Property tax bills are now arriving in the post and many of those who pay their bill in a one-off lump sum now have 52 days to do so.
Below are five things that are important to know when it comes to your Property Tax Bill for 2018.
*Higher Bills- Homeowners in seven local authority areas will have more expensive property tax bills for 2018 than they did in 2017. This is because their councils decided to increase the 2018 property tax rate from the rate charged in 2017.
*Deadlines- You have until January 10, 2018 to pay your property tax in one lump sum – if paying by debit card, credit card, cheque or in a single cash payment (through An Post, Omnivend or your credit union). You have until March 21, 2018 to pay if you wish to have Revenue take the full amount you owe from your bank account – in a once-off deduction which is known as an annual debit instruction.
*Coming Clean- Since the property tax was introduced, the owners of more than 11,900 homes have paid extra property tax after they either corrected their original valuation themselves – or did so after Revenue challenged the valuation put on a property. Should you have deliberately undervalued your home in 2013 so that you would pay a lower property tax, you should correct the original valuation and pay the tax owed.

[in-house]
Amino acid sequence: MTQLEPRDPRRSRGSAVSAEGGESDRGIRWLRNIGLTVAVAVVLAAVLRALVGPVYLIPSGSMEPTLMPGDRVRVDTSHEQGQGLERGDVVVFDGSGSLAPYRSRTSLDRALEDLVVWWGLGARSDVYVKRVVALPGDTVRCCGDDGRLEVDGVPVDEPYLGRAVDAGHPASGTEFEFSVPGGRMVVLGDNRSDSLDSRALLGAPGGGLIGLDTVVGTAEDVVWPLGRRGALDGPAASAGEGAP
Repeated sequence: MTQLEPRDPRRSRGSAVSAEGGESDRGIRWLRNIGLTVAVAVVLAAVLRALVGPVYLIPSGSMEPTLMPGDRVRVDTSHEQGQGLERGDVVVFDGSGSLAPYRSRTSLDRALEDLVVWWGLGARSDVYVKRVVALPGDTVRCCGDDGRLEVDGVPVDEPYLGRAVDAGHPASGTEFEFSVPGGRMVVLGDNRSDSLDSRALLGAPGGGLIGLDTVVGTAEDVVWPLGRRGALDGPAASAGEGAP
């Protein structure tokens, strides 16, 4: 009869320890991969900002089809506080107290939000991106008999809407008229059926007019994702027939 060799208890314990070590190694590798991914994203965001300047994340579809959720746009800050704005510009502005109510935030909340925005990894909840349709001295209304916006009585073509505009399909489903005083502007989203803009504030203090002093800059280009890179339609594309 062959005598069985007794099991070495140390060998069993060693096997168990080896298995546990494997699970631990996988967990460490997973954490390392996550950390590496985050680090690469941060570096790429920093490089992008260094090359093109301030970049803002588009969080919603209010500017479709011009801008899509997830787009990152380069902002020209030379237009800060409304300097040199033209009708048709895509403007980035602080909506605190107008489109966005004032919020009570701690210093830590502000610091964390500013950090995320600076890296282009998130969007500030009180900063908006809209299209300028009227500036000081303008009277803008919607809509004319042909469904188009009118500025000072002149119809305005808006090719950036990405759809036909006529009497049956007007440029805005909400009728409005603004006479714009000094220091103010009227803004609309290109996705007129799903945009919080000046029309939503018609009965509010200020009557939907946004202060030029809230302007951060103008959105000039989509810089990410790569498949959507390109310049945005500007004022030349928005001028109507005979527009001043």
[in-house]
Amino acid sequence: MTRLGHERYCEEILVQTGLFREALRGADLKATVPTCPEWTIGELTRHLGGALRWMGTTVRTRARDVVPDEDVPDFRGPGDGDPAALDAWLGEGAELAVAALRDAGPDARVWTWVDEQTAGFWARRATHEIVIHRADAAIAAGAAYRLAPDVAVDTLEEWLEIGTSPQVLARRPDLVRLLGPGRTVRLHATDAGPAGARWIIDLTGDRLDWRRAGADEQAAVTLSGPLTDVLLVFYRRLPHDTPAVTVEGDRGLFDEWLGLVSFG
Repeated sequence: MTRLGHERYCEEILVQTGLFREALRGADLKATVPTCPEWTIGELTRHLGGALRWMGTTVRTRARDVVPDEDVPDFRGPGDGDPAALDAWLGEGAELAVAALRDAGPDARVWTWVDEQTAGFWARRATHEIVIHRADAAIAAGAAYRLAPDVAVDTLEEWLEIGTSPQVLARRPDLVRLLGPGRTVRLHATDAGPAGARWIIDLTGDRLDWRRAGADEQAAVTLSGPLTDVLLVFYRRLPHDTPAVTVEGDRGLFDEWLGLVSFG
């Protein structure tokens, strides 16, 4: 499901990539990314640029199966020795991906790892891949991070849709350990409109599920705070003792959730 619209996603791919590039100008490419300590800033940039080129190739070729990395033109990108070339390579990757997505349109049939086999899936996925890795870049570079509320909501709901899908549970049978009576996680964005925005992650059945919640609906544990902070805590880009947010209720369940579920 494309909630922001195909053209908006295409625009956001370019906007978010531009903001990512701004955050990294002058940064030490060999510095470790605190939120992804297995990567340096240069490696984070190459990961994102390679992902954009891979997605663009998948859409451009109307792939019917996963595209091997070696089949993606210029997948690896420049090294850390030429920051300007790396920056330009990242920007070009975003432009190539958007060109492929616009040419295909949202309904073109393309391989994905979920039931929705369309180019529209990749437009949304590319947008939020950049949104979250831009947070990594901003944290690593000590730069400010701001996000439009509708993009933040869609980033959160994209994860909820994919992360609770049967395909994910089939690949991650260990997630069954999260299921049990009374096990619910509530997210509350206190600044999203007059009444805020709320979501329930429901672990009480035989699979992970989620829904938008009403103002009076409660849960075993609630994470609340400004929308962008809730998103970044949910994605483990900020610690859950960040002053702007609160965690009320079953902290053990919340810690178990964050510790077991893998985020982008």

*Buying and Selling- Property tax can become tricky if you are selling property – particularly if there is a big difference between the value which you declared for your home in May 2013 (for the purpose of the property tax) and the sale price which you have secured for your property. The difference between the declared value and the sale price must fall within specific limits set by the Revenue. Otherwise, you may need to pay additional property tax before you can sell your home.
*Changes-In 2018, the Government will consider a number of recommendations made by Dr Don Thornhill in his review of property tax in 2015 and there could be changes in the amount of tax you pay after 2019 as a result. For the moment, you do not need to pay more property tax if your home is more valuable than it was in May 2013 – as long as your original valuation (for the purpose of the property tax) was honest.